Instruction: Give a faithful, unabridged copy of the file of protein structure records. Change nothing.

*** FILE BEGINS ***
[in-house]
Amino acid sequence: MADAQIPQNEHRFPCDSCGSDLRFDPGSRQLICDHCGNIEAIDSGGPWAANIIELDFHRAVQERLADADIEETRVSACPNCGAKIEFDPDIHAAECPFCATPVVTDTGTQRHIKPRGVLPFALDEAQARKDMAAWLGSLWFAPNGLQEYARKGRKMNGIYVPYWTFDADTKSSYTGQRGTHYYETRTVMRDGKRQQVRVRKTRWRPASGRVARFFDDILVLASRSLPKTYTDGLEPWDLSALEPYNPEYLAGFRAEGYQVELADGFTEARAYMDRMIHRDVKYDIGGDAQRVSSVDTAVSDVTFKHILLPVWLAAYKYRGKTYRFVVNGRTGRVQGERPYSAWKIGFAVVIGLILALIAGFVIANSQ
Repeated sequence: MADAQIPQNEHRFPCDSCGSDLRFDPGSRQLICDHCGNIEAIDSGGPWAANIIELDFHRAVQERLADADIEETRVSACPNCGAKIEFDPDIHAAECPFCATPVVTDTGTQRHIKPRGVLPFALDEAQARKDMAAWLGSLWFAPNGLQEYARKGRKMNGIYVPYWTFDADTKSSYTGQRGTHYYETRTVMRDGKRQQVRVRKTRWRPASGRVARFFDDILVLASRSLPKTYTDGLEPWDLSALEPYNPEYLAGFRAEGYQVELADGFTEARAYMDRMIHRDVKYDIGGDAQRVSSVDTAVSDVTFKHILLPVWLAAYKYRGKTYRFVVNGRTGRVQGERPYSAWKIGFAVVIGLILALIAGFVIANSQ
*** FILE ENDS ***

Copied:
[in-house]
Amino acid sequence: MADAQIPQNEHRFPCDSCGSDLRFDPGSRQLICDHCGNIEAIDSGGPWAANIIELDFHRAVQERLADADIEETRVSACPNCGAKIEFDPDIHAAECPFCATPVVTDTGTQRHIKPRGVLPFALDEAQARKDMAAWLGSLWFAPNGLQEYARKGRKMNGIYVPYWTFDADTKSSYTGQRGTHYYETRTVMRDGKRQQVRVRKTRWRPASGRVARFFDDILVLASRSLPKTYTDGLEPWDLSALEPYNPEYLAGFRAEGYQVELADGFTEARAYMDRMIHRDVKYDIGGDAQRVSSVDTAVSDVTFKHILLPVWLAAYKYRGKTYRFVVNGRTGRVQGERPYSAWKIGFAVVIGLILALIAGFVIANSQ
Repeated sequence: MADAQIPQNEHRFPCDSCGSDLRFDPGSRQLICDHCGNIEAIDSGGPWAANIIELDFHRAVQERLADADIEETRVSACPNCGAKIEFDPDIHAAECPFCATPVVTDTGTQRHIKPRGVLPFALDEAQARKDMAAWLGSLWFAPNGLQEYARKGRKMNGIYVPYWTFDADTKSSYTGQRGTHYYETRTVMRDGKRQQVRVRKTRWRPASGRVARFFDDILVLASRSLPKTYTDGLEPWDLSALEPYNPEYLAGFRAEGYQVELADGFTEARAYMDRMIHRDVKYDIGGDAQRVSSVDTAVSDVTFKHILLPVWLAAYKYRGKTYRFVVNGRTGRVQGERPYSAWKIGFAVVIGLILALIAGFVIANSQ